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Ancient Rare Crusaders Ring (first Crusade) Carved Sword Symbol 1095-–1099 Ad For Sale

Ancient Rare Crusaders Ring (first Crusade) Carved Sword Symbol 1095-–1099 Ad

About The Byzantine Jewelry

Byzantine jewelry was a full continuation of the Roman traditions which were kept alive behind the high walls of the new capital, Constantinople. The Roman techniques and styles continued to form the foundation of Byzantine goldsmith's skills who weren't complete copycats; some innovations such as the use of Christian iconography and further specialization of new and old techniques occurred. Production in the old jewelry centers of Alexandria and Antioch gave way to an increased production in Constantinople. Byzantine jewelry had a huge influence on the manufacturing of personal decoration in the rest of the medieval world. The Carolingian (early 742 AD) and the later Ottonian courts (start 962 AD) were linked to the Byzantine Empire and adopted their fashion resulting in the northern European Romanesque jewelry style.

In the Byzantine Empire jewelry played an important role. It acted as a way to express ones status and as a diplomatic tool. In 529 AD, Emperor Justinian took up laws regulating the wearing and usage of jewelry in a new set of laws, later to be called the Justinian Code. He explicitly writes that sapphires, emeralds and pearls are reserved for the emperor's use but every free man is entitled to wear a gold ring. This may tell us something about the widespread use and great popularity of jewelry. One could easily argue that there hadn't been a need for such a law if jewelry had been a purely aristocratic phenomenon.

The Byzantine Empire was wealthy. It had gold mines within its borders and its geographical position was perfect for trade between the East and West. Successful traders, military officers and high officials in the empire's administration would all have been in the position to afford luxurious jewelry. In an attempt to keep jewelry exclusive Justinian ruled that only he got to decide who wore the finest jewels by presenting his favorite 'servants' with presents from the imperial workshops. It is important to note that the emperor's monopoly didn't mean that only a few high ranked people wore jewelry, on the contrary, all other precious stones and gold in general were allowed to be worn. Items that are expected to be made in the imperial workshops have been found throughout the empire. These items could have been diplomatic gifts to local rulers or have been carried there on the bodies of military leaders and diplomats of the empire itself.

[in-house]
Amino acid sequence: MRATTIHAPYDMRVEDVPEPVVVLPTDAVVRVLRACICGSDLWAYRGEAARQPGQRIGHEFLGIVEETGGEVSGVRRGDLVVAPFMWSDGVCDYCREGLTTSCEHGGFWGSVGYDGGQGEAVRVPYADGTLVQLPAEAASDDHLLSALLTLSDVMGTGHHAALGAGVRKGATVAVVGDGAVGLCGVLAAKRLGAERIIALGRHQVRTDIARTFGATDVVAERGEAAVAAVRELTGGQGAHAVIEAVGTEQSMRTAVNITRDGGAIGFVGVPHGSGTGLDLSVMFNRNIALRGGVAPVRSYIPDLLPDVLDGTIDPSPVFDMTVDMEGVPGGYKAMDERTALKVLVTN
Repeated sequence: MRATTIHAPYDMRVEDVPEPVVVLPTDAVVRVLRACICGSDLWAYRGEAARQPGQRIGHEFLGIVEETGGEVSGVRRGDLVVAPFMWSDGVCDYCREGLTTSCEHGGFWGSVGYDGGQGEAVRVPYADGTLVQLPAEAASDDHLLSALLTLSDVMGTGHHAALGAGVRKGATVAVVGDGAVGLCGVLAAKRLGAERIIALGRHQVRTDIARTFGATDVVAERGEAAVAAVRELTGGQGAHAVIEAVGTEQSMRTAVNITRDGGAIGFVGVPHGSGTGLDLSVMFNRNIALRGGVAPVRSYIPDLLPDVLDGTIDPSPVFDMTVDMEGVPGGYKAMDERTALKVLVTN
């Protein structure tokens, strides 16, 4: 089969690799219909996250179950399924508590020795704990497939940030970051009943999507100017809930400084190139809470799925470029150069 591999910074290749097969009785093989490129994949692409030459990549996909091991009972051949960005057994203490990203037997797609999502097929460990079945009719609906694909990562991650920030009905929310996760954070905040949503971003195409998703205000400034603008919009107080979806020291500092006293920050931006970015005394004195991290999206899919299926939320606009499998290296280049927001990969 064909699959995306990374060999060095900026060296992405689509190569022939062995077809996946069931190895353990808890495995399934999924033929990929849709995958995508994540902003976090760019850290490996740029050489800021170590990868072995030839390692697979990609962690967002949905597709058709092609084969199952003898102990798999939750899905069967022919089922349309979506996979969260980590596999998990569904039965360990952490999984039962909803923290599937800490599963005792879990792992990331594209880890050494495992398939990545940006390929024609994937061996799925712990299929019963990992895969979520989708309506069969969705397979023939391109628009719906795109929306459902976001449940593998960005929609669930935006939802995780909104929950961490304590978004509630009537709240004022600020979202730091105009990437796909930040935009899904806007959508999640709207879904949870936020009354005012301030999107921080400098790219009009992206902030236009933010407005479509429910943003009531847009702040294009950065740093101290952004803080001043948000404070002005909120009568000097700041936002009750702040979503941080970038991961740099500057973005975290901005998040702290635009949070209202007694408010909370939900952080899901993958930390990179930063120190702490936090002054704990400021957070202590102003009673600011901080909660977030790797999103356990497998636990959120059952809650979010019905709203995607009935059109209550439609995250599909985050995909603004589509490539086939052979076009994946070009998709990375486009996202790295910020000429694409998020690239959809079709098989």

Just like in Roman times gemstones were extremely popular and the display of gems became more important than the surrounding gold work. Precious stones came mainly from the East. Flourishing trading contacts with India and Persia brought vast amounts of garnets, , corundum and pearls to Constantinople. Gold was being mined within the empire's borders in modern day Greece, the Balkans and in Turkey, where silver was found with gold. The people of the Byzantine Empire liked their jewelry colorful. In addition to gemstones the desired polychrome effect was achieved by the use of enamel.

About This Ring

This very exquisite and well-preserved inclusion is an ancient First Crusade bronze ring which once belonged to a brave Crusader. Its rounded band is kept plain and is thick with a smooth finish all around, ending off with arrowed tips where it meets with its hexagonal shaped bezel and two knobbed moldings on the top and bottom of its frame. Upon the surface of the bezel, a frame of linear etched carvings is made around the very crisp and clear carved symbol of a crusader’s sword, all in all giving this bezel the appearance of a shield.

In the Middle Ages, the sword was often used as a symbol of the word of God. The sword is said to be the emblem of military honour and should incite the bearer to a just and generous pursuit of honor and virtue. The use of a sword, an honourable weapon, was regarded in Europe since Roman times as a privilege reserved for the nobility and the upper classes. It is symbolic of liberty and strength.

This rare, symbolic ring is of excellent condition, is fully intact and remains a strong and comfortably worn ancient adornment for its modern patron today.


Additional Information

Circa:700-800 AD

Inner Diameter: 18 mm

Top to Bottom: 20mm

US size: 8

Type of material/s used – Bronze

Condition – Very Fine

Region of ancient origin – Jerusalem, Israel

Terms & Conditions:

Upon offerding, winning a offer and purchasing an item, Buyers agree to the following:

All images are original have not been altered and do not convey a false or misleading impression.

Non-paying buyers will be reported to after 3 days in order to recover money lost on listing fees. No Sales Tax/VAT will be charged by us.

“We value all our customers and would love to assist and answer any queries you may have for us. Please do not hesitate to contact us before taking any further actions, so we may be of best assistance to you as soon and as effectively as possible. Thank you.”


Ancient Rare Crusaders Ring (first Crusade) Carved Sword Symbol 1095-–1099 Ad

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Ancient Rare Crusaders Ring (first Crusade) Carved Sword Symbol 1095-–1099 Ad:
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